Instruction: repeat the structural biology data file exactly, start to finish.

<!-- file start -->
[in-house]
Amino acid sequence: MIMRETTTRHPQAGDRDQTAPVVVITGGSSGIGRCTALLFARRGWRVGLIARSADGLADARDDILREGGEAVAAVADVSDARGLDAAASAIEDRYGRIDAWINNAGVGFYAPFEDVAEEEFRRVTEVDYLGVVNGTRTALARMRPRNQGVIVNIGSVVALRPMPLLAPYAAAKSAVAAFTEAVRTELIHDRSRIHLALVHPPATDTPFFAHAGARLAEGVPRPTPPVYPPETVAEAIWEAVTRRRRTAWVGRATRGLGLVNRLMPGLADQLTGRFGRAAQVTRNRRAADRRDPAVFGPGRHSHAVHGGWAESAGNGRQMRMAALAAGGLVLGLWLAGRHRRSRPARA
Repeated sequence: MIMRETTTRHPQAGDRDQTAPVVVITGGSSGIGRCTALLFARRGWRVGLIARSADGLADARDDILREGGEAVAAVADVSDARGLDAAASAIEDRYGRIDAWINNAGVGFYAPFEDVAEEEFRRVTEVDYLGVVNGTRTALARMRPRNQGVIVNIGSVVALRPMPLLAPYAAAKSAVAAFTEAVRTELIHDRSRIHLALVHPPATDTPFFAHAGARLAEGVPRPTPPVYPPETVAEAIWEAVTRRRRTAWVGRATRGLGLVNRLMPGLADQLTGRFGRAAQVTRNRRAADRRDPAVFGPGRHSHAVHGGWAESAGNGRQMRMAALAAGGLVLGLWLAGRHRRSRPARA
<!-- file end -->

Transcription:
[in-house]
Amino acid sequence: MIMRETTTRHPQAGDRDQTAPVVVITGGSSGIGRCTALLFARRGWRVGLIARSADGLADARDDILREGGEAVAAVADVSDARGLDAAASAIEDRYGRIDAWINNAGVGFYAPFEDVAEEEFRRVTEVDYLGVVNGTRTALARMRPRNQGVIVNIGSVVALRPMPLLAPYAAAKSAVAAFTEAVRTELIHDRSRIHLALVHPPATDTPFFAHAGARLAEGVPRPTPPVYPPETVAEAIWEAVTRRRRTAWVGRATRGLGLVNRLMPGLADQLTGRFGRAAQVTRNRRAADRRDPAVFGPGRHSHAVHGGWAESAGNGRQMRMAALAAGGLVLGLWLAGRHRRSRPARA
Repeated sequence: MIMRETTTRHPQAGDRDQTAPVVVITGGSSGIGRCTALLFARRGWRVGLIARSADGLADARDDILREGGEAVAAVADVSDARGLDAAASAIEDRYGRIDAWINNAGVGFYAPFEDVAEEEFRRVTEVDYLGVVNGTRTALARMRPRNQGVIVNIGSVVALRPMPLLAPYAAAKSAVAAFTEAVRTELIHDRSRIHLALVHPPATDTPFFAHAGARLAEGVPRPTPPVYPPETVAEAIWEAVTRRRRTAWVGRATRGLGLVNRLMPGLADQLTGRFGRAAQVTRNRRAADRRDPAVFGPGRHSHAVHGGWAESAGNGRQMRMAALAAGGLVLGLWLAGRHRRSRPARA